Be interesting to visit Flightradar24 and pull some history…long shot, but…..
There’s more reason than ever to read the Seattle Times. Not just because the Blethen’s are a serious newspaper family (though they are). More because what you’re looking for are tips as to how compromised the backbone and sides of the U.S. Internet really are.
Canadian faces spy ruling as Huawei decision looms | The Seattle Times is just the tip of the iceberg.
Around here, it’s an article of faith that if the Government of the U.S. massages relations with big tech to include backdoors into their code, the least surprising thing would be the People’s Liberation coders being told to do the same thing on their side. Laughable, we think we’re so smart only the exceptions with the right Ivy league connections have any brainpower? Kidding, right?
Here’s a news drivel/who-cares? about the Lithuanian ambassador being recalled about some State offense involving Taiwan. But it pales compared to what’s going on in the pre-war background: Spying Gets Craftier as China, Taiwan Up Use of Cyber Tools | Voice of America – English (voanews.com).
Not to late to get into the office pool: Will China take Taiwan before or after the ‘Winter Games’ in Beijing. Formosa in February or the March in March, kind of thing. Assuming you remember Formosa became Taiwan in 1895, of course.
Couple of weeks back, Forbes had a piece that neatly summarizes a lot of what my consigliere and I have been debating. Their bottom line? ‘The Ultra Mega’: Taiwan Invasion Could Defy Comprehension (forbes.com).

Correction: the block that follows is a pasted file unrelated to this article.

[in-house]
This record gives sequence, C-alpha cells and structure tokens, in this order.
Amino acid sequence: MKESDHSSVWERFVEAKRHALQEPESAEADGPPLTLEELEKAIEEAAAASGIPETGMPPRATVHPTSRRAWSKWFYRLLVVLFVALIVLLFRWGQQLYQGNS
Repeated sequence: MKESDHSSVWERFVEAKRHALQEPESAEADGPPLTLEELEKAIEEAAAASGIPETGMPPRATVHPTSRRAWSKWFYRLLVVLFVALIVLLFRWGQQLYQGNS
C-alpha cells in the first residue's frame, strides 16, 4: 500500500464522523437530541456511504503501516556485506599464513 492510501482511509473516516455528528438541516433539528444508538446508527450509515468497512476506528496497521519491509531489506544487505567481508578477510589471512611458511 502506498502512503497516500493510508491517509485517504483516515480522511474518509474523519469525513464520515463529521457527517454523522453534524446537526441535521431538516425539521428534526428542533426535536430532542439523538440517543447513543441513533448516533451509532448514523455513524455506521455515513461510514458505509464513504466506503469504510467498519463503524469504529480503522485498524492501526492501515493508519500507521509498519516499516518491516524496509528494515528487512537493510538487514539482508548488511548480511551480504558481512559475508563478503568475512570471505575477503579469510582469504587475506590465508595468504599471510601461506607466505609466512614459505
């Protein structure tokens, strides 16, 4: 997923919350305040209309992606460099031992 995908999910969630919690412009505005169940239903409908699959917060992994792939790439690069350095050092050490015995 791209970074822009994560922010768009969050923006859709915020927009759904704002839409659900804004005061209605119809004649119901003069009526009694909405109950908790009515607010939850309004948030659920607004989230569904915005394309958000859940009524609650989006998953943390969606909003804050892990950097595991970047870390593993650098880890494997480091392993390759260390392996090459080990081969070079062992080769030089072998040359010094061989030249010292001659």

We’re thinking instead of Blitzkrieg (lightning war if you missed Herr Casey’s 3rd year German class in 1966).
We’re thinking more like Dronekrieg with a side of hypersonic. I’ll leave out the concurrent attack on Anchorage to deny the U.S. air access to Asia for air freight. Also, let’s leave off the “dronepedoes” which could remove the Boomers.
No, the remnants of the strong America will be safely at home, recovering from mandatory political correctness after shots. Gender comfort and personal safety checks in the barracks at Of-dark-thirty lasting until noon doesn’t leave much time for fighting.
Besides, right after lunch, there will be sensitivity training and the “bullets are racist” training, as well.
We’ll be too busy to squawk. China will get a walk. And Biden will only talk. That much is in focus already here in the historical outfield.
Fried Brain Cells
If you’re looking for signs of sanity, here are some potholes to avoid:
“Quality Control is Falling Down,” maybe? London’s Tower Bridge stuck open due to a technical fault.
Hype, hype, and re-hype: 5 things to know about the new UN report on climate change.
They left “eat your car” out of it: What The U.S. Can Do About The Dire Climate Change Report.
Marketing of racism continues nonstop: Chamberlin Rock removed from University of Wisconsin campus over racist symbolism – CNN. Jeez. Don’t tell these people there’s a hedge fund call Blackrock…
Hey! Let’s fight racism by adding stupidity! Oregon governor signs bill suspending math, reading proficiency requirements for HS graduates | Fox News
Yet the insanity spreads: Rockies fan screamed for mascot ‘Dinger,’ didn’t yell racial slur, team confirmed.
Long Peoplenomics report tomorrow as my latest book nears completion.
Write when you get rich,